By Teresa Francis, February 27 2013
It is the human condition to seek company, to search for purpose. We long for someone to relate to, for someone whose soul mirrors our own.
Reading always starts off simple. It starts off with a book that has a picture of an Apple with the letter A next to it. We slowly graduate to books about fairies and witches, about groups of children who sleuth and solve mysteries. It is usually at this point many voluntarily give up reading, in exchange for things that come faster and easier like television and music. This is tragic indeed, for nothing really helps the imagination more than reading does. It is really a highly customizable version of a film where you yourself are the director with nothing but the script in your hands.
Reading fiction really is a form of escape- ways for the lonely to reimagine a world where there’s treasure to be found and magic carpet rides to fly on. We read, as C.S Lewis once said so correctly, to know we are not alone. We read when we feel devoid of sympathy and company. We read to find answers. Of course, this isn’t to say we do not read when we are happy, or surrounded by company. On the contrary- some stories are best read amongst groups of people, because stories in their very nature are meant to be heard, and shared, and discussed.
Together we search for solutions between lines of richly told tales. For grains of truth in a dystopian novel about teenagers fighting to the death. For the metaphorical resonance of a young man stuck on a boat with a tiger. Stories can take us to places our bodies do not allow us to reach. They can be aloof and funny or dark and serious, but each of them leave a small mark in the folds of our memory. We take them with us wherever we go. We find strength in some lines, feel humbled by others.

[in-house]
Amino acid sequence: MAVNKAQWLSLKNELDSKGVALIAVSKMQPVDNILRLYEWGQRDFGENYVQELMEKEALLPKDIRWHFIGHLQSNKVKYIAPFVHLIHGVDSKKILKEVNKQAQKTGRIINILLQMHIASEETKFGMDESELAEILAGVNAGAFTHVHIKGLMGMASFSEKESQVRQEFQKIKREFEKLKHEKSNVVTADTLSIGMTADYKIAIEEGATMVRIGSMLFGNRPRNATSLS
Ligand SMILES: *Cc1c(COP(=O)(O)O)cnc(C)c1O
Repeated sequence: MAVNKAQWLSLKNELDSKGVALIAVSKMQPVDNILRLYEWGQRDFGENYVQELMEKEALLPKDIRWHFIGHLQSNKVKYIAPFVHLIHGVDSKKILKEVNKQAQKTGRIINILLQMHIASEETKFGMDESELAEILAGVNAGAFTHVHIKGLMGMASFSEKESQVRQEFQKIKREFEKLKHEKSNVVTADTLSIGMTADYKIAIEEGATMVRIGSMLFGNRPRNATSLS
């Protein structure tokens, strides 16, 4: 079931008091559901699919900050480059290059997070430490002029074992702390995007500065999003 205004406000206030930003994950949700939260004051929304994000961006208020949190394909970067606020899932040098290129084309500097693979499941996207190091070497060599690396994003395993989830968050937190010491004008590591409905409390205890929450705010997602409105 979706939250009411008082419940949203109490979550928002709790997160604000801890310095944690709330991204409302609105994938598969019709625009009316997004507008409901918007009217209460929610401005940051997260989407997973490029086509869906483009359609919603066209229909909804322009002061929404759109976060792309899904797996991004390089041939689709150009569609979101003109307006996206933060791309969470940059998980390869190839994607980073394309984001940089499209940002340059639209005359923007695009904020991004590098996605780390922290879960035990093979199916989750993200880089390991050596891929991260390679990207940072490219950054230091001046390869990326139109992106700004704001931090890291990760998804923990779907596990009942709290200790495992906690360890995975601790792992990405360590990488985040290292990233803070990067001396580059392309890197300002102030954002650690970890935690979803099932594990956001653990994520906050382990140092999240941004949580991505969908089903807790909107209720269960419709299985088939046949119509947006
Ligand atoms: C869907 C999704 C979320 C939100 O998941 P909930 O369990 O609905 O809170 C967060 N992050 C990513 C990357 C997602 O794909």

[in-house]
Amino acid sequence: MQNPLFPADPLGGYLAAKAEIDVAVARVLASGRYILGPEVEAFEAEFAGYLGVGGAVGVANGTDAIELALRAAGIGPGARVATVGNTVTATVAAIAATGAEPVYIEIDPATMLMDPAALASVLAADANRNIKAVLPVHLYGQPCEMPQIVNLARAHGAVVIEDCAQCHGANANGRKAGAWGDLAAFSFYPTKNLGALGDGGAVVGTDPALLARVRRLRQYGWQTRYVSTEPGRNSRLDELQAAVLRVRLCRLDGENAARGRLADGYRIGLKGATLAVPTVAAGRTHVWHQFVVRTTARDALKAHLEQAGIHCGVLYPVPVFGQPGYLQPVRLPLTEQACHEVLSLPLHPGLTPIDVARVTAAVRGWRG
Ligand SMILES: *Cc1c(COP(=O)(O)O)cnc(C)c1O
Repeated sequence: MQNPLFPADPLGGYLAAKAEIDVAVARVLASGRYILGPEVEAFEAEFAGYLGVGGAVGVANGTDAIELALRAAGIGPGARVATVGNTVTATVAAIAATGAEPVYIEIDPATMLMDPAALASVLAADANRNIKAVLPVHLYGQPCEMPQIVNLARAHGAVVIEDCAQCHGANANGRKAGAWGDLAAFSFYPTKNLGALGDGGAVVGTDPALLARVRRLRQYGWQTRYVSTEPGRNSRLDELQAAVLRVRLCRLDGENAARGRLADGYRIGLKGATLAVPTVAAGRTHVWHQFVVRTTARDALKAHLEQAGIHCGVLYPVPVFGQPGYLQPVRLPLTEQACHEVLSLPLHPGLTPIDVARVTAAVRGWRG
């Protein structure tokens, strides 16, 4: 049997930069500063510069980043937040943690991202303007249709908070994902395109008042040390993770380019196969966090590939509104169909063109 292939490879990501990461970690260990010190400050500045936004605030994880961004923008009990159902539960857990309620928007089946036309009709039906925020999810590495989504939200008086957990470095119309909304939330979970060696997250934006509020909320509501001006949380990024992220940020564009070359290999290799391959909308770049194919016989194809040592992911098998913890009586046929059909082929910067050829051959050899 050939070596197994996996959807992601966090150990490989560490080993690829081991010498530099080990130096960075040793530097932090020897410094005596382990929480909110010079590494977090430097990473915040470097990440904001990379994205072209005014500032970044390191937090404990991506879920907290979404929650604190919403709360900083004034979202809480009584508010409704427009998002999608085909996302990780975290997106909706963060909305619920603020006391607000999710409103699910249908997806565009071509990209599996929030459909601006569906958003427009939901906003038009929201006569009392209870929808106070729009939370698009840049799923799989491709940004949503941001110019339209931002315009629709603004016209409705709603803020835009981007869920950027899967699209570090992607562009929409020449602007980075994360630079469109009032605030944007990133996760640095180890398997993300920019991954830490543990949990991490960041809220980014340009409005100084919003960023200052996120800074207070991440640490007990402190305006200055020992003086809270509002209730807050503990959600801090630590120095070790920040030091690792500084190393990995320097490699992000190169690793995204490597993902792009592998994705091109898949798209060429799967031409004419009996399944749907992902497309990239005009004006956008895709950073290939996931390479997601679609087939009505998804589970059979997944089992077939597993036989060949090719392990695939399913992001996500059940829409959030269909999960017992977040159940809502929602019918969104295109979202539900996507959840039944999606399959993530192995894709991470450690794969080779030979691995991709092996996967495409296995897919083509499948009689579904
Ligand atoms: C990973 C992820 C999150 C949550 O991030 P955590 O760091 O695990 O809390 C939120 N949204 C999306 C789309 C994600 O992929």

Books are records- they are nuggets of time that have been caught and capsuled in paper. That is really one of the best things about reading- when you go through something by Tolstoy or Austen, you are reading the work of a person who was surrounded by a lifestyle extraordinarily different from yours. You are reading about a societies that are more than 200 years old, and yet- you will find certain threads- the character of a person, the cruelty of another- which you can identify with. And so really what reading does is show us the slightly comic hopelessness of the human race: over and over again we make variations of the same mistakes, over and over again we are born with the same inherent flaws and shortcomings of our ancestors. And it provides us with hope.
Perhaps the most ancient and refined art of all is that of telling a story. There are images plastered over ancient caves somewhere when ages ago, someone wanted something important to be remembered. We are all writers, even if we don’t know it. Simple truths can be put down on paper and seem resplendent, especially when compared to their spoken counterparts. It’s why a movie can never really be as effective as its book, because some things are better said quietly, with only one’s mind as one’s witness.
We do not give as much importance to fiction as we should any more. We underestimate its power to heal, which is a terribly sad thing. We are physically bound to where we are, but reading cuts those chains loose, at least temporarily.
“The man who does not read has no advantage over the man who cannot read.”
― Mark Twain